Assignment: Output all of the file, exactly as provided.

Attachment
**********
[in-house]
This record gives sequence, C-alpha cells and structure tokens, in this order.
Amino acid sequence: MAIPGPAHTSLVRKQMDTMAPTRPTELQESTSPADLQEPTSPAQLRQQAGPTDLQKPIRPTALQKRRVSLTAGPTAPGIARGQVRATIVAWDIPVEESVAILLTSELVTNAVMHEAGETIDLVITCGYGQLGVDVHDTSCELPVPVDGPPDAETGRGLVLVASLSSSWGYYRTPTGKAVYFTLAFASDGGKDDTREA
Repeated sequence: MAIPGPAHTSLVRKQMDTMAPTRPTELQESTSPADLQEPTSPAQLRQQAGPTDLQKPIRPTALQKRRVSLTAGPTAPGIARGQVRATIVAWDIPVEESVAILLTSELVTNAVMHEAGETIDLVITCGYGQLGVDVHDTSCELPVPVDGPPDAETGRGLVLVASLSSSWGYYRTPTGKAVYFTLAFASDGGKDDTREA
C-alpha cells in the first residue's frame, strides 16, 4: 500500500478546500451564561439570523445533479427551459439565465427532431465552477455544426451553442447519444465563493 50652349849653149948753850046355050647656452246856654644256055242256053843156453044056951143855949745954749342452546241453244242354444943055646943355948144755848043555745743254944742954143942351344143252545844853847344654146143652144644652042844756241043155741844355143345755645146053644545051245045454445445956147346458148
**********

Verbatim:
[in-house]
This record gives sequence, C-alpha cells and structure tokens, in this order.
Amino acid sequence: MAIPGPAHTSLVRKQMDTMAPTRPTELQESTSPADLQEPTSPAQLRQQAGPTDLQKPIRPTALQKRRVSLTAGPTAPGIARGQVRATIVAWDIPVEESVAILLTSELVTNAVMHEAGETIDLVITCGYGQLGVDVHDTSCELPVPVDGPPDAETGRGLVLVASLSSSWGYYRTPTGKAVYFTLAFASDGGKDDTREA
Repeated sequence: MAIPGPAHTSLVRKQMDTMAPTRPTELQESTSPADLQEPTSPAQLRQQAGPTDLQKPIRPTALQKRRVSLTAGPTAPGIARGQVRATIVAWDIPVEESVAILLTSELVTNAVMHEAGETIDLVITCGYGQLGVDVHDTSCELPVPVDGPPDAETGRGLVLVASLSSSWGYYRTPTGKAVYFTLAFASDGGKDDTREA
C-alpha cells in the first residue's frame, strides 16, 4: 500500500478546500451564561439570523445533479427551459439565465427532431465552477455544426451553442447519444465563493 50652349849653149948753850046355050647656452246856654644256055242256053843156453044056951143855949745954749342452546241453244242354444943055646943355948144755848043555745743254944742954143942351344143252545844853847344654146143652144644652042844756241043155741844355143345755645146053644545051245045454445445956147346458148